So to call him “stupid” for his national anthem protest seems ridiculous to me. Sounds like he’s a very smart guy who thought quite carefully about the whys and wherefores of his actions.

Many of the rest of us could probably learn a thing or two from him about that.”

Concussion Spin

Today, CBS Sports reported Steelers President, Art Rooney II, mentioned that he does not condone sitting during the National Anthem, and further said he doesn’t want to see any of the Steelers’ players mimicking Kaepernick’s actions when Pittsburgh plays Carolina in their final preseason game.

If you have seen the movie, “Concussion” about Bennet Ifeakandu Omalu, the doctor that discovered the dangers of concussions and their contributions to CTE of the brain, remember that it was Rooney’s father that was owner of the franchise at the time the film took place and did absolutely nothing to rectify the situation or help the Pittsburgh based physician share his concussion knowledge about Mike Webster and others.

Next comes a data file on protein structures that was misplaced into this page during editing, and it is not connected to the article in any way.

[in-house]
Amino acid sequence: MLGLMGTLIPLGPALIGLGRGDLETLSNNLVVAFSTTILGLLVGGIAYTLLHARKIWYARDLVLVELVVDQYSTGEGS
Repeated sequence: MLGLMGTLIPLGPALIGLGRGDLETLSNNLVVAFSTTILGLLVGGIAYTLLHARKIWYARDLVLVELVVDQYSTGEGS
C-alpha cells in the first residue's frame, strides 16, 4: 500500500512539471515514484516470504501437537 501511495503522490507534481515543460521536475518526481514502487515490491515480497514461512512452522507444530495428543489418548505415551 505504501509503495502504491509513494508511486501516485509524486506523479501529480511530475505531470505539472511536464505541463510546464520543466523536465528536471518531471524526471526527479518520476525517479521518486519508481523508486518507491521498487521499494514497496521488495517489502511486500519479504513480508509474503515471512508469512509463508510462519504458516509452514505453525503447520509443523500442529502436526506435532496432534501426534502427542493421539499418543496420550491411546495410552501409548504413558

Fellow NFLers

CBS says, “One of Rooney’s players, left tackle Alejandro Villanueva, is one of the NFL’s players who has offered his opinion on the situation, as Villanueva is also a military veteran that served three tours of duty in Afghanistan.”

“I don’t know if the most effective way is to sit down during the National Anthem with a country that’s providing you freedom, providing you $16 million a year … when there are black minorities that are dying in Iraq and Afghanistan for less than $20,000 a year,” Villanueva said.

Yet, military veterans have show support for his First Amendment rights with a hashtag #VeteransForKaepernick.

When Washington plays its final preseason game on Wednesday, no one really expects any players to turn their support for Colin into action by emulating his stance, not after Coach Jay Gruden subtly hinted at the importance the team imputed to the act of standing and taking one’s helmet off when the National Anthem was played.

No matter what you think of Kaepernick, he certainly has the right to freedom of speech in America.

No matter what you think of Kaepernick, he certainly has the right to freedom of speech in America.

However, for those individuals who are heavily invested in the Colin Kaepernick story, Tavares’ decision says everything. The assumption that other NFL players would soon follow in the shoes of Colin is quickly becoming an unsubstantiated fear.